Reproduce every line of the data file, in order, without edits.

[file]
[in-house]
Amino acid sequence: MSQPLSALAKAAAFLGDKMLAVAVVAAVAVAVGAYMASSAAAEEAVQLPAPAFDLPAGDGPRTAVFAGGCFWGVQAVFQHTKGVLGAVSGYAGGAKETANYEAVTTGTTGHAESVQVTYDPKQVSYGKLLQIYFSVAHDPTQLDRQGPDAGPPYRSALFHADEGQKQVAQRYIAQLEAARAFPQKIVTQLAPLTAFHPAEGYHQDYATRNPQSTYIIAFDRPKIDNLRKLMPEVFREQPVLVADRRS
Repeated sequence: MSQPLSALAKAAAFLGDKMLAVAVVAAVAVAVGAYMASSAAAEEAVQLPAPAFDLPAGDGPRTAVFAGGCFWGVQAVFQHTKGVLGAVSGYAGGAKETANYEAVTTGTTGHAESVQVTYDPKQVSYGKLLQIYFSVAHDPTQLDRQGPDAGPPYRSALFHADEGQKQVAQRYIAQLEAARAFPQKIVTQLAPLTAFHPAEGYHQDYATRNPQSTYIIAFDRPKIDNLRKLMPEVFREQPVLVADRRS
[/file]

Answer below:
[in-house]
Amino acid sequence: MSQPLSALAKAAAFLGDKMLAVAVVAAVAVAVGAYMASSAAAEEAVQLPAPAFDLPAGDGPRTAVFAGGCFWGVQAVFQHTKGVLGAVSGYAGGAKETANYEAVTTGTTGHAESVQVTYDPKQVSYGKLLQIYFSVAHDPTQLDRQGPDAGPPYRSALFHADEGQKQVAQRYIAQLEAARAFPQKIVTQLAPLTAFHPAEGYHQDYATRNPQSTYIIAFDRPKIDNLRKLMPEVFREQPVLVADRRS
Repeated sequence: MSQPLSALAKAAAFLGDKMLAVAVVAAVAVAVGAYMASSAAAEEAVQLPAPAFDLPAGDGPRTAVFAGGCFWGVQAVFQHTKGVLGAVSGYAGGAKETANYEAVTTGTTGHAESVQVTYDPKQVSYGKLLQIYFSVAHDPTQLDRQGPDAGPPYRSALFHADEGQKQVAQRYIAQLEAARAFPQKIVTQLAPLTAFHPAEGYHQDYATRNPQSTYIIAFDRPKIDNLRKLMPEVFREQPVLVADRRS